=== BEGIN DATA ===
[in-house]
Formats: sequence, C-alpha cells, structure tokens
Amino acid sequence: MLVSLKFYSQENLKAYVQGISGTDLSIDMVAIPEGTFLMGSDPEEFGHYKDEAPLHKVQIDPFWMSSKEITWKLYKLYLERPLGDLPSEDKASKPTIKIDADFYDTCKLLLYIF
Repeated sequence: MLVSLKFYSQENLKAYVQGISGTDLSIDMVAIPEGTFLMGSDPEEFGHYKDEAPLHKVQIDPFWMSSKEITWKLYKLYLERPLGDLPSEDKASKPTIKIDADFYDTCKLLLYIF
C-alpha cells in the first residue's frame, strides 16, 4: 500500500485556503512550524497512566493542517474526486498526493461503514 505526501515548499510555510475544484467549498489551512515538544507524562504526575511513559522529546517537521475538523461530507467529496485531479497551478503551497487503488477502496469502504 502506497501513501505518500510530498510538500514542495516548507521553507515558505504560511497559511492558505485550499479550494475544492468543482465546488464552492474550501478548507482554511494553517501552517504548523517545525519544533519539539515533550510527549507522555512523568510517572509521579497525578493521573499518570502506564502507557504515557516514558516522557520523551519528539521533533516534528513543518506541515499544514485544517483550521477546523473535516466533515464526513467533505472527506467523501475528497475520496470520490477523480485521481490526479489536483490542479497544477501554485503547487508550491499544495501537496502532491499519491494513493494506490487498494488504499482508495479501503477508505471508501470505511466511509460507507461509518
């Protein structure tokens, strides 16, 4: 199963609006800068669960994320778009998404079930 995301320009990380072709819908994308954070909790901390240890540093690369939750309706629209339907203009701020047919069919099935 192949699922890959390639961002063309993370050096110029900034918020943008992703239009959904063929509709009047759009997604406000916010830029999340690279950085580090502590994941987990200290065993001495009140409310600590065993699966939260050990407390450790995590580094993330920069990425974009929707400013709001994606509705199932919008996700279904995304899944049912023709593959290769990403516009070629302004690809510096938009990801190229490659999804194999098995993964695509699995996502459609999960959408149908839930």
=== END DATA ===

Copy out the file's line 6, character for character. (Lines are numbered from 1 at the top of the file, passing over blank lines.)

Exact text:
């Protein structure tokens, strides 16, 4: 199963609006800068669960994320778009998404079930 995301320009990380072709819908994308954070909790901390240890540093690369939750309706629209339907203009701020047919069919099935 192949699922890959390639961002063309993370050096110029900034918020943008992703239009959904063929509709009047759009997604406000916010830029999340690279950085580090502590994941987990200290065993001495009140409310600590065993699966939260050990407390450790995590580094993330920069990425974009929707400013709001994606509705199932919008996700279904995304899944049912023709593959290769990403516009070629302004690809510096938009990801190229490659999804194999098995993964695509699995996502459609999960959408149908839930």